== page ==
We had another adventure this weekend that I am ashamed to blog about. But I’m going to tell you about it anyway because you can learn from our mistake.
Saturday night, we were house sitting at the Allen’s. We put Isaac to bed on a mattress on the floor in the master bedroom. Sometime after we put him to bed, he got up and went into the bathroom. We think he stood on our suitcase to reach Randall’s Restless Leg Syndrome (yes it’s a real syndrome) pills. He unscrewed the medicine bottle and ate around 10 one milligram pills of Clonazepem. Randall takes one (or half) of these pills a night and they act like Valium and knock him out.
Maybe 30-45 minutes later, Randall went in there to take his medicine (Isaac was sleeping soundly in bed) and noticed that the bottle was open. The next thirty minutes were the scariest minutes of my life. Ashley Allen was there to bravely talk to the 911 operator as we tried to arouse Isaac. Isaac woke up pretty quickly and we tried to keep him awake and entertained until the ambulance got there.
They checked all his vitals and gave us a ride to St. John’s. The doctor there said that this amount of medicine has been tolerated by pede’s before. They gave him some liquid charcoal (mixed with chocolate milk) to absorb any leftover medicine and told us we needed to watch his vitals for four hours but that he would be fine.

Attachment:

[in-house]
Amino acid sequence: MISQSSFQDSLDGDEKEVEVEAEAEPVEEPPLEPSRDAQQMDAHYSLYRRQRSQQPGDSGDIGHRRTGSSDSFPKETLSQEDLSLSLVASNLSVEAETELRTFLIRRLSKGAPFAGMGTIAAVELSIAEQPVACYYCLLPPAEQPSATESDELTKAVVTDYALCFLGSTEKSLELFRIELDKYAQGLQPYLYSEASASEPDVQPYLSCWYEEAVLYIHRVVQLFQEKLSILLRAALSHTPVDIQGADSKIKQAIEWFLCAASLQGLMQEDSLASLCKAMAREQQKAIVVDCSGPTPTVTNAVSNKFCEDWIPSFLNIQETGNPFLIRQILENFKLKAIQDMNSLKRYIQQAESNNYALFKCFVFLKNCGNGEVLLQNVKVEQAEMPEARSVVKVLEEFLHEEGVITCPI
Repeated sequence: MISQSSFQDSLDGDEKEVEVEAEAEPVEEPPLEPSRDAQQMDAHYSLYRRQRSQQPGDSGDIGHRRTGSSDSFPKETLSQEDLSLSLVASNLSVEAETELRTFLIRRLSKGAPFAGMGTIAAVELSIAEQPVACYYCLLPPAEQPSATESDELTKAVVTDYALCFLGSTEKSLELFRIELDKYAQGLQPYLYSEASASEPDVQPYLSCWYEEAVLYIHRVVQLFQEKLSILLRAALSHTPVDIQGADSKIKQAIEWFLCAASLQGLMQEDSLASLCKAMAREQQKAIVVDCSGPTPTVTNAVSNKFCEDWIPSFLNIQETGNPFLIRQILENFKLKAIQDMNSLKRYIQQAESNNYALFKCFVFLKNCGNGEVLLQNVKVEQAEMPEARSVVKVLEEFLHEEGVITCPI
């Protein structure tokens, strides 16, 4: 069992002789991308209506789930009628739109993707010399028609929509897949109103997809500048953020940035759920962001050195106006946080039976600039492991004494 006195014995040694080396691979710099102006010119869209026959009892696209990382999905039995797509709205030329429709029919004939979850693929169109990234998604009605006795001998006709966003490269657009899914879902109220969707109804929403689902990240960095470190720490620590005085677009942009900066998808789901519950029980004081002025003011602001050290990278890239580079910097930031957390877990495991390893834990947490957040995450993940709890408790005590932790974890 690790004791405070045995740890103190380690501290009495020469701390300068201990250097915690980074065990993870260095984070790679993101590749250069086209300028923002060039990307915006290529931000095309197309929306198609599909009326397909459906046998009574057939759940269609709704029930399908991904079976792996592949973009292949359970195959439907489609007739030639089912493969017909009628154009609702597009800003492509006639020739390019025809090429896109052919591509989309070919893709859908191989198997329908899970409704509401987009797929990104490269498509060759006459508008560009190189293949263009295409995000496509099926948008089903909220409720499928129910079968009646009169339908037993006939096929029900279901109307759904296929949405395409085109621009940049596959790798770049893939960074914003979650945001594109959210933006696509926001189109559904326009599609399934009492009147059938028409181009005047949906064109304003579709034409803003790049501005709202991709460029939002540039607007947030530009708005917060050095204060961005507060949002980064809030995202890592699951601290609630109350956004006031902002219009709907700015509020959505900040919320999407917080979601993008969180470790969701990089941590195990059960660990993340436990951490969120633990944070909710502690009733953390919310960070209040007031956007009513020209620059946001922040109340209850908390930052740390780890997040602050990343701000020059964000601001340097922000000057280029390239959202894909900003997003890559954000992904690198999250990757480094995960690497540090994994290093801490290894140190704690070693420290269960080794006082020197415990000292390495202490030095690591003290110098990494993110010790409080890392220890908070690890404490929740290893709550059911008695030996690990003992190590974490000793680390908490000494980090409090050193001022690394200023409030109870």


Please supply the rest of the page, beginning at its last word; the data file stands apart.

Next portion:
Not much changed in the next four hours, Isaac was pretty loopy and couldn’t support himself. He was really funny at first, saying, "Whoa!" a lot as his head spinned. But then he just turned into an angry drunk. Yesterday, he still couldn’t walk for most of the day and he even got really violent with us. After a nap and a trip to the farm, he seemed to be acting a little better.
Today he’s running and jumping and in a much better mood, but he’s still not totally here. His face has a glazed over look and he is occasionally spinning with the room…
The doctor says that he’ll be back to normal in about 48 hours. The hours can’t pass quick enough!
Here’s what you need to learn from our experience.
1. Your kid is smarter than you think he is. Even if he can’t unscrew lids yet, he’s going to learn someday. Don’t let him learn on your medicine bottles.
2. Poison proof your house. No matter how much your kid is or isn’t interested in chemicals and small bottles, put them out of his reach.
3. If you think your kid has been poisoned, call Poison Control first (1-800-222-1222). Every second may count and Poison Control may be able to tell you how to reduce the risk of poisoning at home before the EMT gets to your house. When we got to the hospital, they still had to call Poison Control, to find out what to do.
4. You can even keep a bottle of ipecac (to induce vomiting) or liquid charcoal (to absorb toxins) in your home just in case you suspect a poisoning.
It’s always better to be safe than sorry. You know that. Let this be a reminder. I would not wish this "adventure" on my worst enemy.
Thanks for all the calls and prayers, friends!